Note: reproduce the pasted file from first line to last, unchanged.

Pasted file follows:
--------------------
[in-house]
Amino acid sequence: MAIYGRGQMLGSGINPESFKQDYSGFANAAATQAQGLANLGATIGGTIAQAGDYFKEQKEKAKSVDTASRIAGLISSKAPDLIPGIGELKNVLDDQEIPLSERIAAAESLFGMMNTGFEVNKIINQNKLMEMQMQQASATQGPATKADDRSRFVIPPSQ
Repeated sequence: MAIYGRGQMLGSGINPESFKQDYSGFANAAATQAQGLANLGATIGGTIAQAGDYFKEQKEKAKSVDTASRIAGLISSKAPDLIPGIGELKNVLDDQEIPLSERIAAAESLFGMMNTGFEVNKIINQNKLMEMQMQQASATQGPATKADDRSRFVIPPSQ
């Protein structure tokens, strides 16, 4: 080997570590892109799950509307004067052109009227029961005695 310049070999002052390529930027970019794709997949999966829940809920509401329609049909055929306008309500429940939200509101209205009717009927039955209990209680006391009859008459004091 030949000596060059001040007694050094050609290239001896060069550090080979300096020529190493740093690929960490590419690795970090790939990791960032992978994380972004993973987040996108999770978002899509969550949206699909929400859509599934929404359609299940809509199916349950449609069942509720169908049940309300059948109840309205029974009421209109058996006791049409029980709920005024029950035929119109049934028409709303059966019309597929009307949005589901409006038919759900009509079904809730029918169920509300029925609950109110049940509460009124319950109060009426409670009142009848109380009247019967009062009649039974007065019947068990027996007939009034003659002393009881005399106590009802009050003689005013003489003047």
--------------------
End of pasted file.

[in-house]
Amino acid sequence: MAIYGRGQMLGSGINPESFKQDYSGFANAAATQAQGLANLGATIGGTIAQAGDYFKEQKEKAKSVDTASRIAGLISSKAPDLIPGIGELKNVLDDQEIPLSERIAAAESLFGMMNTGFEVNKIINQNKLMEMQMQQASATQGPATKADDRSRFVIPPSQ
Repeated sequence: MAIYGRGQMLGSGINPESFKQDYSGFANAAATQAQGLANLGATIGGTIAQAGDYFKEQKEKAKSVDTASRIAGLISSKAPDLIPGIGELKNVLDDQEIPLSERIAAAESLFGMMNTGFEVNKIINQNKLMEMQMQQASATQGPATKADDRSRFVIPPSQ
């Protein structure tokens, strides 16, 4: 080997570590892109799950509307004067052109009227029961005695 310049070999002052390529930027970019794709997949999966829940809920509401329609049909055929306008309500429940939200509101209205009717009927039955209990209680006391009859008459004091 030949000596060059001040007694050094050609290239001896060069550090080979300096020529190493740093690929960490590419690795970090790939990791960032992978994380972004993973987040996108999770978002899509969550949206699909929400859509599934929404359609299940809509199916349950449609069942509720169908049940309300059948109840309205029974009421209109058996006791049409029980709920005024029950035929119109049934028409709303059966019309597929009307949005589901409006038919759900009509079904809730029918169920509300029925609950109110049940509460009124319950109060009426409670009142009848109380009247019967009062009649039974007065019947068990027996007939009034003659002393009881005399106590009802009050003689005013003489003047």